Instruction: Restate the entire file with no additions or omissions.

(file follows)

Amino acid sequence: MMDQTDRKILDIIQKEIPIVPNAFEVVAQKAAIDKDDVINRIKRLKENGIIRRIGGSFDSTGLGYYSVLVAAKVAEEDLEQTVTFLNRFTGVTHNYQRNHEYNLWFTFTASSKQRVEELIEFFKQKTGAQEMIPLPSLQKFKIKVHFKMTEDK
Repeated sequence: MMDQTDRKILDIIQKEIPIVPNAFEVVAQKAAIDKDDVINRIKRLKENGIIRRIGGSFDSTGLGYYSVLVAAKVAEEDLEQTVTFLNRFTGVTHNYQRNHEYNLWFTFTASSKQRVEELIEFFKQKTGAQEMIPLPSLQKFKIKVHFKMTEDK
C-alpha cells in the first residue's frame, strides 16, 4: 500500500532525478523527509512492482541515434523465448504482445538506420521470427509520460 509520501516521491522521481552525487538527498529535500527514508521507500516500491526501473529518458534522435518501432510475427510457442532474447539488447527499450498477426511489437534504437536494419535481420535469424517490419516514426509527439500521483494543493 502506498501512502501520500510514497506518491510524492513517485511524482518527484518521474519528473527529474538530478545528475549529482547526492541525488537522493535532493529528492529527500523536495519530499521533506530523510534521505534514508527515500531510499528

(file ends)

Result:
Amino acid sequence: MMDQTDRKILDIIQKEIPIVPNAFEVVAQKAAIDKDDVINRIKRLKENGIIRRIGGSFDSTGLGYYSVLVAAKVAEEDLEQTVTFLNRFTGVTHNYQRNHEYNLWFTFTASSKQRVEELIEFFKQKTGAQEMIPLPSLQKFKIKVHFKMTEDK
Repeated sequence: MMDQTDRKILDIIQKEIPIVPNAFEVVAQKAAIDKDDVINRIKRLKENGIIRRIGGSFDSTGLGYYSVLVAAKVAEEDLEQTVTFLNRFTGVTHNYQRNHEYNLWFTFTASSKQRVEELIEFFKQKTGAQEMIPLPSLQKFKIKVHFKMTEDK
C-alpha cells in the first residue's frame, strides 16, 4: 500500500532525478523527509512492482541515434523465448504482445538506420521470427509520460 509520501516521491522521481552525487538527498529535500527514508521507500516500491526501473529518458534522435518501432510475427510457442532474447539488447527499450498477426511489437534504437536494419535481420535469424517490419516514426509527439500521483494543493 502506498501512502501520500510514497506518491510524492513517485511524482518527484518521474519528473527529474538530478545528475549529482547526492541525488537522493535532493529528492529527500523536495519530499521533506530523510534521505534514508527515500531510499528